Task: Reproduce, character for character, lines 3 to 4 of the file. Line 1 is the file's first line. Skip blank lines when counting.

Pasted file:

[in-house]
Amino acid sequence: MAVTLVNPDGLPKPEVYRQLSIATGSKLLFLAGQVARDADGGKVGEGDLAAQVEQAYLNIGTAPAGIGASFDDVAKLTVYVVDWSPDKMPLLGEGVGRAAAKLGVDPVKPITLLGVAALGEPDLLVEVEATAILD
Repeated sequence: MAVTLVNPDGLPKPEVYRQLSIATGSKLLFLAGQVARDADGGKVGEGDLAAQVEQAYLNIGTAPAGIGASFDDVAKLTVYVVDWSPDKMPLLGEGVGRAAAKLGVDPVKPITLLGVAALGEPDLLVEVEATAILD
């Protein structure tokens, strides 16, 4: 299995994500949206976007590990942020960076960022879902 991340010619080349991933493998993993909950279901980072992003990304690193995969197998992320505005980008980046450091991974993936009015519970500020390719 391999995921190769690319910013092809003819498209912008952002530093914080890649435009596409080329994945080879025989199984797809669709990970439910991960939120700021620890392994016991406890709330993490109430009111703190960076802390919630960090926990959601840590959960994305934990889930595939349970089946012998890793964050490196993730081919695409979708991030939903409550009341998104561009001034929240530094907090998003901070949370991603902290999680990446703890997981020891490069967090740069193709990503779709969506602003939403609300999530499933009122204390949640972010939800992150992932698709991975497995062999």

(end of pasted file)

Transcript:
Repeated sequence: MAVTLVNPDGLPKPEVYRQLSIATGSKLLFLAGQVARDADGGKVGEGDLAAQVEQAYLNIGTAPAGIGASFDDVAKLTVYVVDWSPDKMPLLGEGVGRAAAKLGVDPVKPITLLGVAALGEPDLLVEVEATAILD
């Protein structure tokens, strides 16, 4: 299995994500949206976007590990942020960076960022879902 991340010619080349991933493998993993909950279901980072992003990304690193995969197998992320505005980008980046450091991974993936009015519970500020390719 391999995921190769690319910013092809003819498209912008952002530093914080890649435009596409080329994945080879025989199984797809669709990970439910991960939120700021620890392994016991406890709330993490109430009111703190960076802390919630960090926990959601840590959960994305934990889930595939349970089946012998890793964050490196993730081919695409979708991030939903409550009341998104561009001034929240530094907090998003901070949370991603902290999680990446703890997981020891490069967090740069193709990503779709969506602003939403609300999530499933009122204390949640972010939800992150992932698709991975497995062999």